“It’s a good name,” Simpian said, trying to think how best to put this. “But what does it mean?”
“What does it MEAN, my boy?” the King roared. “It means we’ll strip the silver and jewels and what-not right out of the skies! That’s what it means! We’ll be the best, richest ‘stronomers the world has ever known!”
Simpian licked the peppermint tiller in a contemplative way. The King spoke as if they were taking every star-jewel out of the sky. He licked the tiller again. He didn’t think that was the way to go about it. “Your Majeshty,” he said.
“Are we taking all the star-jewels out of the sky?”
“Every last one!”
“Every last one?”
“Yes—and every first one too. And every one in between! The whole Big Dipper full of ‘em. Holy-Moly! It’ll be an adventure, my boy!” The King hugged himself and chuckled and his whole red face quivered.
Simpian bit his lip. He peered through the leaves of the Cottleston Pie tree and could see the star his Papa called Venus, but he called the Beautiful One. Would they steal that too? It would make a lovely ring to give to Mum, and that smaller one right above his head would be perfect for Tottles. He’d take some of the others and make them into buttons and cuff-links. But he didn’t need all the star-jewels. Perhaps once they got up in the sky, the King might agree to take just a few and leave some to make the darkness look pretty. The business at hand was getting up there.
“How do we get started?” he asked.
The King scratched his bald head and the crown bounced. “How d’you usually launch a ship?”
“By lifting the anchor, I suppose,” Simpian said.
“Yes, but you only need anchors if you’re in water—isn’t that right?” the King asked. His breath was coming hot and fast and his nostrils were very big indeed now.
“That’s right,” Simpian replied.
“So if we are to launch this ship, we can’t do it by lifting an anchor.”
“Nor by tug-boat, I presume?” The King looked hopeful over this suggestion, and peered around Cottleston Pie. It didn’t help—there were not star-tug-boats there.
“Not much.” Simpian lounged back in the ship, then sat up. “We could sing! Maybe that’d help!”
“ ‘Twinkle, twinkle, little star?’ It’s about ‘star-nimer things, at least.”
“Very much so. Holy-moly, boy! Let’s do it!”
So the two of them sat there in the Silverbarren and sang and sang. They sang through all the verses Simpian knew, and made up a several more. Some of them rhymed, and some of them didn’t, and one finished with a very loud “HOW WE WISH YOU WEREN’T SO FARRRRR!” sung by the King himself in his loudest shouting-voice. Yes. That was the problem. Because the star-jewels were so far away and the ship wasn’t moving.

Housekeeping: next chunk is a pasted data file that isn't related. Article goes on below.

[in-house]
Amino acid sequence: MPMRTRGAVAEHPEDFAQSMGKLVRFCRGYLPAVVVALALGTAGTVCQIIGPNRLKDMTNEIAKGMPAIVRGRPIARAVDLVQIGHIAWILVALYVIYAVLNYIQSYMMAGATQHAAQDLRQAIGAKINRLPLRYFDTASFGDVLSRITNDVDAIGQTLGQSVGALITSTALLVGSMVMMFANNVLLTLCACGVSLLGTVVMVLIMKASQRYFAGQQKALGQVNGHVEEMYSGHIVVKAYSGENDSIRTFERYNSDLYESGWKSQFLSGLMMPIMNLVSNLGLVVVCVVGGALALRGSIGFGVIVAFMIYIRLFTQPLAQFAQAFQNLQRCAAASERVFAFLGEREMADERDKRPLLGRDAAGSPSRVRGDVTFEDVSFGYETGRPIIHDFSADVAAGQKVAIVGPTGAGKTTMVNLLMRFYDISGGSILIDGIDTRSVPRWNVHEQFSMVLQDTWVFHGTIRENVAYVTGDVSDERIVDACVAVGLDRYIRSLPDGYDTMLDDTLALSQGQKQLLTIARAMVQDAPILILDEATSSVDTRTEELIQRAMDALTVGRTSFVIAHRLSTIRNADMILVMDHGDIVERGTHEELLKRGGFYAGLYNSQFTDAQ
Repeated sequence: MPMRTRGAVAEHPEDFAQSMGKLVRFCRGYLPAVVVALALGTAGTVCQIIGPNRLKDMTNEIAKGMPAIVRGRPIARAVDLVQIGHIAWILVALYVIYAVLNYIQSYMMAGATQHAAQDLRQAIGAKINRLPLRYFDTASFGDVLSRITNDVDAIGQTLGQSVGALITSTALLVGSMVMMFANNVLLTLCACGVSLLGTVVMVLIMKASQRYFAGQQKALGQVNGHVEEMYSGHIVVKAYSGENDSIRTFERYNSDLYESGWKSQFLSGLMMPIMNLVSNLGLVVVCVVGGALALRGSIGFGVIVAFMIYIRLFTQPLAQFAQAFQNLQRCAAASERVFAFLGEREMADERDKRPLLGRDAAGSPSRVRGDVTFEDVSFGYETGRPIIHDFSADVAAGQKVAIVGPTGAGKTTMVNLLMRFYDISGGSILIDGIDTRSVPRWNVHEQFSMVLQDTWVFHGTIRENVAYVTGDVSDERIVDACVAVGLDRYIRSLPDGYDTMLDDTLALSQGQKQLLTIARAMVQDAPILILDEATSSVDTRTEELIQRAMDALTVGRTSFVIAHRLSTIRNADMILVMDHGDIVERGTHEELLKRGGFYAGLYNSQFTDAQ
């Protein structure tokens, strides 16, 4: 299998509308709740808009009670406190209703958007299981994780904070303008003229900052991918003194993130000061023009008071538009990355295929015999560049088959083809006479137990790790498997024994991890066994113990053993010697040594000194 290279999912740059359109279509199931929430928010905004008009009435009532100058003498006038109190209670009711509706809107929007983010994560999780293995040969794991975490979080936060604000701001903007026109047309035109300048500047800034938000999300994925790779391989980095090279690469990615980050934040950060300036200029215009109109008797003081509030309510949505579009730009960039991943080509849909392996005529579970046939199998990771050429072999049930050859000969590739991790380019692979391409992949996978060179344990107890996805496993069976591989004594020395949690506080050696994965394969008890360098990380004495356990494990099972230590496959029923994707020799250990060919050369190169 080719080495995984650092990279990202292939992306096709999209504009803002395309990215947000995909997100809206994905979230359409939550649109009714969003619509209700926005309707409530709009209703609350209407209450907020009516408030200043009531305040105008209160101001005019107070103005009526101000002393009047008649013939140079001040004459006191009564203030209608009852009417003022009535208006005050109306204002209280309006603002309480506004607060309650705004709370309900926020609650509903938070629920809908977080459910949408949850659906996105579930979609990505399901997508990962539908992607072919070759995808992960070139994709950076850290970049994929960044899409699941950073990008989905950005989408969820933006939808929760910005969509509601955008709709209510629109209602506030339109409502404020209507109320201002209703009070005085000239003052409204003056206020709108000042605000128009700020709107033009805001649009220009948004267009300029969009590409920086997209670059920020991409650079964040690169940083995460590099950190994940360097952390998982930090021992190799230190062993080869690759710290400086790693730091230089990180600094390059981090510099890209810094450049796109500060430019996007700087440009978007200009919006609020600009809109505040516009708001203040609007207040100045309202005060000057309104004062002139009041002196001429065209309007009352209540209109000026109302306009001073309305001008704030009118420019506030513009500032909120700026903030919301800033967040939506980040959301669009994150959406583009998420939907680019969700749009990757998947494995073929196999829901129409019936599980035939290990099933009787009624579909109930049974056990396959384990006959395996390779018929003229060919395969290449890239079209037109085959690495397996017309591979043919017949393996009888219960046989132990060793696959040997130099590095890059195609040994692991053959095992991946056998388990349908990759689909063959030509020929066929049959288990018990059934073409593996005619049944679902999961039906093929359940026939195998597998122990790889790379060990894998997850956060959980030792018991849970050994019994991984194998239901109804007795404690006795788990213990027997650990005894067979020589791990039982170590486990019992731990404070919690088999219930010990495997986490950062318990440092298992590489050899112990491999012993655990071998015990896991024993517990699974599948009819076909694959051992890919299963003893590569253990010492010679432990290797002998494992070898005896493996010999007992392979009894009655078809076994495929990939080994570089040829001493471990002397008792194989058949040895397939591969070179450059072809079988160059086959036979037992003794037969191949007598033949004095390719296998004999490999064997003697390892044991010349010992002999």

The wind rattled the waxed-paper sails merrily, the peppermint tiller gave off a pleasant, chalky aroma, and the King and Simpian still sang their sailing song. But the ship would not budge. Not an inch. They sang long and longer and left off from “Twinkle, Twinkle” and moved on to “Ninety-nine-cartons-of-milk-on-the-wall” and went all the way through that, and still nothing happened. At last Simpian broke off a piece of the peppermint tiller and handed it to the King.
“Many thanks, my boy, many thanks,” the King said, then snapped off the end of his peppermint stick and chomped it like a cow chomping hay.
Simpian ate his peppermint stick, then another, and another. Pretty soon the whole tiller was gone except for one stick, and the King was asking for his pocket-knife back. There went the rudder.
“Do you need to keep that?” the King asked.
“The last peppermint stick?”
Simpian looked at it lying all lonely in the bottom of the box. “No.”
“Then wrap it up in the paper. I don’t wish it to get my robe sticky.”
Simpian wrapped the last little piece of the tiller in the sails, and sighed. “Well, we’re home, I suppose.”
The King sprawled on of his fat, lobster-y legs over the edge of the boat and settled his head against his arms which he crossed behind him. “Yes, we are. And do you know what, my boy?”
“What, your Majeshty?”
“We can be very good ‘stronomer’s here. Right here. Without the troubles of tillers and rudders and things.”
And as Simpian lounged in his end of the Silverbarren and watched the star-jewels wink in the sky, he figured the King was spot-on. They could be wonderful ‘star-nimers. Right here.